Trip to Normandy and Brittany – Marilyn & Joe Hunt
Marilyn & I spent three weeks in northern France from late May to mid-June. The first half was in Brittany & Normandy, the rest in and around Metz where we met in 1960 while the RCAF was headquartered there.
We attended the D-Day commemoration on June 6th at the Canadian museum on Juno Beach. The D-Day veterans in attendance were honored by French and Canadian dignitaries including retired CGS General Hillier. It was a most memorable day. One hopes that even when there are no veterans to return, new generations will come here, look across the weathered gun emplacements and the quiet stretch of sand, and remember their fear, their pain, their heroism, and their sacrifices. A most touching tribute was to a woman who came to see where the father she had never seen was killed while coming ashore with the Royal Winnipeg Rifles. These are photos of the Juno Beach museum and the shore in front of the museum.
There are many other photos of the event on the Juno Beach memorial web-site photo gallery that are better than any I took.
Not being a student of history, my knowledge is pretty much limited to the general outline of the war and the major battles. But there are so many smaller sub-stories that we saw commemorated throughout Normandy and Brittany. Here are a few pictures and stories:
We were stopped in a small village while the local band led schoolchildren to lay wreaths in the cemetery. There were over 15,000 French civilian casualties during the Normandy campaign, mostly from Allied bombing. But throughout Normandy it was and is remembered as “The Liberation”.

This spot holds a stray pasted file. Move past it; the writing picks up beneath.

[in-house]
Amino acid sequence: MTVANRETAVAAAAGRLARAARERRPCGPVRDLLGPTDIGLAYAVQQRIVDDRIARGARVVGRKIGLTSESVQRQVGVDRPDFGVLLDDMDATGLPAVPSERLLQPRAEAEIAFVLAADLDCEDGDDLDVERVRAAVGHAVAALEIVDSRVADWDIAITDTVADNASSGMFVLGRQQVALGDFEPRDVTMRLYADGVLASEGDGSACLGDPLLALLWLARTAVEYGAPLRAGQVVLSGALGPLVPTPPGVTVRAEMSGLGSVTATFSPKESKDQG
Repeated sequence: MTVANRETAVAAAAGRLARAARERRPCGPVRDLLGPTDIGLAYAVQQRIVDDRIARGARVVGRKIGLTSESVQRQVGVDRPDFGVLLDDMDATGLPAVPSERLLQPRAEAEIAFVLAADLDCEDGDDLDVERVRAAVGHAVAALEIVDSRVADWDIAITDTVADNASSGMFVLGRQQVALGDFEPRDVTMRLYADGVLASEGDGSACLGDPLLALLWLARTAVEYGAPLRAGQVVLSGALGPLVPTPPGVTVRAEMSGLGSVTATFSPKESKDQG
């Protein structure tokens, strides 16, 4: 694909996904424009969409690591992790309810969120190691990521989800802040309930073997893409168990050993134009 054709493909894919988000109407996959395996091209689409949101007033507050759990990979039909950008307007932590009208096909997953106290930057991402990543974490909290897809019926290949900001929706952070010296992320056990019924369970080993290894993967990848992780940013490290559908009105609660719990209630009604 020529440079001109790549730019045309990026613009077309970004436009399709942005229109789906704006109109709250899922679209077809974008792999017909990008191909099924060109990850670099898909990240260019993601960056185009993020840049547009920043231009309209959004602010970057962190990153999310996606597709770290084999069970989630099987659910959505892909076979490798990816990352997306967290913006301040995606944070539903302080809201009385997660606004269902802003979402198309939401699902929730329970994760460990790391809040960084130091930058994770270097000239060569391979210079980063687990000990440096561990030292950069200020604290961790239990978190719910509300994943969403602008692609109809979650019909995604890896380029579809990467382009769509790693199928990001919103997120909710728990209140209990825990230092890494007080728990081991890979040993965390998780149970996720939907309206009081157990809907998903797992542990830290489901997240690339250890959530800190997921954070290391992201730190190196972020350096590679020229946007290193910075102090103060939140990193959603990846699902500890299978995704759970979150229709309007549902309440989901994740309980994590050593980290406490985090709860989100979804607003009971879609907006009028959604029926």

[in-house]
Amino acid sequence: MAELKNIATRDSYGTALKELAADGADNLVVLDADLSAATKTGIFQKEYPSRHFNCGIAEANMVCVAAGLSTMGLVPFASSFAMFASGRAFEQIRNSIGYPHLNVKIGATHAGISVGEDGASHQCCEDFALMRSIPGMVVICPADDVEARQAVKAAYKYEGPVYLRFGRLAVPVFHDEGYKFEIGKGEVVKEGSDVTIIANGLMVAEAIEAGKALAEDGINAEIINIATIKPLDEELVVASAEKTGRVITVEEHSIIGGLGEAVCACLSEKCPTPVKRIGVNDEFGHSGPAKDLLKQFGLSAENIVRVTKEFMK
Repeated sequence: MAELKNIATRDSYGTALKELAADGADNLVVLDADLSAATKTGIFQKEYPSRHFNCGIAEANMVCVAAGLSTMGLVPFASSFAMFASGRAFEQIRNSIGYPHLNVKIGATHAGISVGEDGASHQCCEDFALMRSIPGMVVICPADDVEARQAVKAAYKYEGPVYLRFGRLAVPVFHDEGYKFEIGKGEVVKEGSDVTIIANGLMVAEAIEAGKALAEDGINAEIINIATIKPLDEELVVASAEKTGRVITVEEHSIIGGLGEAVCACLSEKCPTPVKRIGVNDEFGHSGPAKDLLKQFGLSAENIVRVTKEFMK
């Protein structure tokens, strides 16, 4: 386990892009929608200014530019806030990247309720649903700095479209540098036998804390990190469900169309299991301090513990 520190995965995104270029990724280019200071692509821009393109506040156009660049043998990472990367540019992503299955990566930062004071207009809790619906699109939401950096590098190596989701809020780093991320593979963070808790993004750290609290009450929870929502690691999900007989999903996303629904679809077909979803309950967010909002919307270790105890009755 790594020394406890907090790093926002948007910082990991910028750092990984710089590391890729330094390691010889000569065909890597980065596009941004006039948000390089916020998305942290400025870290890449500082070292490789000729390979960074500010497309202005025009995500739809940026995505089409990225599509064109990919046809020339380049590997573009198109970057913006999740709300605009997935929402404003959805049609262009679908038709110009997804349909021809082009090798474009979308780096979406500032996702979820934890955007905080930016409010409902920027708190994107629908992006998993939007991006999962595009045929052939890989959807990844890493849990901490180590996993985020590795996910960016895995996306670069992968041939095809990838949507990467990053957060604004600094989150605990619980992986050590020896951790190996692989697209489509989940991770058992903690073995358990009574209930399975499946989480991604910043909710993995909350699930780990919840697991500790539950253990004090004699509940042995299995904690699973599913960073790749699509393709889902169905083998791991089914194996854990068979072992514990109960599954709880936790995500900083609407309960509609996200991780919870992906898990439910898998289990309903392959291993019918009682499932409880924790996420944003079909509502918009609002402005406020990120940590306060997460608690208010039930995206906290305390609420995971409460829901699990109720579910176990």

On a cliff overlooking Plage Bonaparte on the north coast of Brittany , a memorial commemorates a place where the French Resistance took downed Allied airmen and hid them in coastal caves until they were picked up by British submarines. It also commemorates the heroism of Canadians who joined the French Resistance and assisted in these dangerous operations
While preparing for our trip I became interested in the Falaise pocket, both the familiar story about the encirclement and destruction of several German divisions and the continuing controversy about the number that escaped. We spent two days touring the many Canadian battlefield sites and memorials south of Caen and around Falaise. Much of the country is fairly open plain that appears well suited for a fast-moving tank battle, but it was long and costly fight by the Canadian armour and infantry units. There are many memorials to individual Canadian regiments that fought there, like the one to the Royal Hamilton Light Infanrtry at Verrieres Ridge, and then there is the somber beautifully maintained cemetery at Cintheaux.
This photo is the entrance to St Lambert-sur-Dives where the Falaise pocket was finally closed. Major Currie’s Canadian units fought a costly but successful three day battle to close the pocket from the northwest. American and Polish units came from the south and east. The buildings seem the same as in the photos taken during the battle and published in several books. Major Currie was awarded the Victoria Cross for his heroism and leadership. He is buried here in Owen Sound along with his wife, an Owen Sound native.
This quiet park-like place on the river Dives is the ford at Moissy. It was the last river crossing available for German tanks trying to escape the Falaise encirclement.
It was a great trip. We made it up as we went along. We would have learned more with a tour, but we enjoyed “discovering”.